Jerusalem’s multi-cultural heritage

"Jerusalem and the Holy Land are a beacon of hope to the world, and no more so than at this time of the year."

President Shimon Peres with Theophilos III. (photo credit: Mark Neiman/GPO)
President Shimon Peres with Theophilos III.
(photo credit: Mark Neiman/GPO)
The following is based on remarks made by His Beatitude Theophilos III, Greek Patriarch of Jerusalem, at the New Year’s reception hosted by President Shimon Peres on December 30, 2013.
Mr. President, our fellow heads of the churches and religious leaders, esteemed members of the government, ladies and gentlemen, at this festive and holy season, we greet you with words from the Psalmist: “May God be gracious to us and bless us; and make his face to shine upon us. That your way may be known upon earth; your saving power among all nations. Let the peoples praise you, O God; let all the peoples praise you” (Psalm 67: 1-3).
Here in the Holy Land, where humankind and God have conversed for millennia, we understand our life and mission to be a witness to “the way of God upon earth,” and “God’s saving power among all nations.”
Jerusalem and the Holy Land are a beacon of hope to the world, and no more so than at this time of the year.
We thank you, Mr. President, for gathering us all together on this special occasion, so that we may be reminded of our common purpose as the many communities that call this land our home.
We take this opportunity to express our appreciation in particular to you, Mr President, for the determined and strong voice that you have been raising in condemning the wave of “price tag” in our country, and especially in Jerusalem. All such acts are abhorrent, whatever their target, and undermine the efforts of all those in our country who are working for reconciliation and peace.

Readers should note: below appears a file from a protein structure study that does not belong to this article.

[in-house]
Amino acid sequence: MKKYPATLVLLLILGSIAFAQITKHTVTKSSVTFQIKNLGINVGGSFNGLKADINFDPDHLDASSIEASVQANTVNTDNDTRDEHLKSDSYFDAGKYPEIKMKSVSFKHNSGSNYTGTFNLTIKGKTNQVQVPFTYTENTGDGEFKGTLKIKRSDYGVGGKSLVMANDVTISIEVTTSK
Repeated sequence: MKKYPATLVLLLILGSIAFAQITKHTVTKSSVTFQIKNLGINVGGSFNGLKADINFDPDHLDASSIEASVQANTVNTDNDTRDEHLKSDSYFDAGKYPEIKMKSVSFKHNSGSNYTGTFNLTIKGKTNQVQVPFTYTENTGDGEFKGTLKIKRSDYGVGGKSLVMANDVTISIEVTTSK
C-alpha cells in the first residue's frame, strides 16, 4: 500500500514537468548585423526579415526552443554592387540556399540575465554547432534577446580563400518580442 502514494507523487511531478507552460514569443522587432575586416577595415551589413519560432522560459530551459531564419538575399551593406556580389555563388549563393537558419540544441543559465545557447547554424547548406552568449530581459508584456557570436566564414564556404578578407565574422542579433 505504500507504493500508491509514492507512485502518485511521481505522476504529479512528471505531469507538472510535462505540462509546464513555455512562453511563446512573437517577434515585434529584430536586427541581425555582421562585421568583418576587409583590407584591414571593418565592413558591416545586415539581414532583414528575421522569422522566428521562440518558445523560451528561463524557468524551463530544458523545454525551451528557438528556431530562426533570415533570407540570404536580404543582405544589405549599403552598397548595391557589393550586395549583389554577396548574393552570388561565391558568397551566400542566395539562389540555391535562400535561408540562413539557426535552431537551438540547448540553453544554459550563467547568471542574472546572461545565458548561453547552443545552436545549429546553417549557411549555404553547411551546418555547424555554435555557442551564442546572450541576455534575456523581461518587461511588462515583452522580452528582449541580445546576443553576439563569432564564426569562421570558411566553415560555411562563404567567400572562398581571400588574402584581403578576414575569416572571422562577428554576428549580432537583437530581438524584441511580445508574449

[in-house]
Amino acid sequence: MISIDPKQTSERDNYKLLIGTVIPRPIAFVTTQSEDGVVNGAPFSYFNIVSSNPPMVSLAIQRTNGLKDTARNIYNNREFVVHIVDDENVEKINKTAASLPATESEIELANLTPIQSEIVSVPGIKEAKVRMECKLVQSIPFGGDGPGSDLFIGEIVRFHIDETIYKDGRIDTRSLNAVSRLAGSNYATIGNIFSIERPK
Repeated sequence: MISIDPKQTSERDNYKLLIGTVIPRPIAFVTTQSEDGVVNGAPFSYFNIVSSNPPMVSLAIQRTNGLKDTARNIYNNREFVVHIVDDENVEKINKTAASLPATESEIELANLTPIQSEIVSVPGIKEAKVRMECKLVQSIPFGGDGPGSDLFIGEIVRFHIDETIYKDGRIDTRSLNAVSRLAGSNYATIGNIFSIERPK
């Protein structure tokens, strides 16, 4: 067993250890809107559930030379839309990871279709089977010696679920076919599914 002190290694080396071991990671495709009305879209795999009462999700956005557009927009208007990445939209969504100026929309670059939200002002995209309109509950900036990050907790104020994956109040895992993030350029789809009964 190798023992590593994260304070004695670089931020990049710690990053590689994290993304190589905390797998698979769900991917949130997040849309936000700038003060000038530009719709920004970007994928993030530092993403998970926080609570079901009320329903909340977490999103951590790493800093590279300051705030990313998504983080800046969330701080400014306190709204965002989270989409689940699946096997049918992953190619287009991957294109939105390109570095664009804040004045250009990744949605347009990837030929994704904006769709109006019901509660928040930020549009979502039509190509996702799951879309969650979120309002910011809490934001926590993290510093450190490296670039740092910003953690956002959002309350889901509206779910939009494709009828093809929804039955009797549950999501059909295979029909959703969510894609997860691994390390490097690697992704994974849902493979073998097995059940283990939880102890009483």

And those despicable acts that are directed against holy sites and cemeteries are not only intolerable deeds of desecration; they are unworthy of our contemporary, technologically advanced society that seeks to be built on the principles of mutual respect, freedom of worship, and peaceful coexistence.
Today more than ever Jerusalem and the Holy Land are the destination of so many. We welcome pilgrims of every faith and religious tradition, and the Holy Land continues to exercise a tremendous influence on the human soul. This factor alone makes our attentiveness to the integrity of Jerusalem, the Holy Land and the holy places of supreme importance. For in this regard we who live here are privileged to be part and parcel of this unique multi-cultural and multi-ethnic heritage.
It is precisely for this reason that we are all required to take renewed steps to ensure the safety and well-being both of pilgrims and of the members of our communities, and to guarantee their right and privileges that are sanctioned by our common sacred history. We are especially to be attentive to this at the times of religious festivals, so that all those who wish to do so may have access to the holy places and participate in worship.
In our capacity as the heads of the church communities we understand all too well, the complexity of managing large numbers of people in small spaces, and we commend the police authorities and the security forces for their hard and responsible work. However, in order to avoid repeating the mistakes of bitter experience, there is more that can be done, both to facilitate access to the holy places for pilgrims from a distance as well as from our local communities and to deepen our commitment to the democratic value of freedom of worship. For such great religious events by their nature are the best means for building peace and eradicating prejudice.
In this way, more than any other, shall we serve and guarantee the fundamental nature and mission of the holy places. For the holy places are neither tourist attractions nor archaeological wonders. They are first and foremost the physical expressions of the divine-human encounter and the marks of our sacred history, and so they are always primarily places of worship that gather people together in the same purpose. Our common task, as religious and civic leaders, is to maintain this true character of our holy sites, so that all may drink deeply of their spiritual waters.
As we celebrate this festive season and look forward to the New Year, let us re-dedicate ourselves to the fundamental principles of mutual respect, peaceful co-existence, and the equal care of all our people, that the light of this Holy Land may shine brightly in a dark world to give hope and life to all.
May God bless you, Mr. President, in all the work that you are doing for all our communities, and may God bless our beloved Holy Land. We wish you a happy New Year.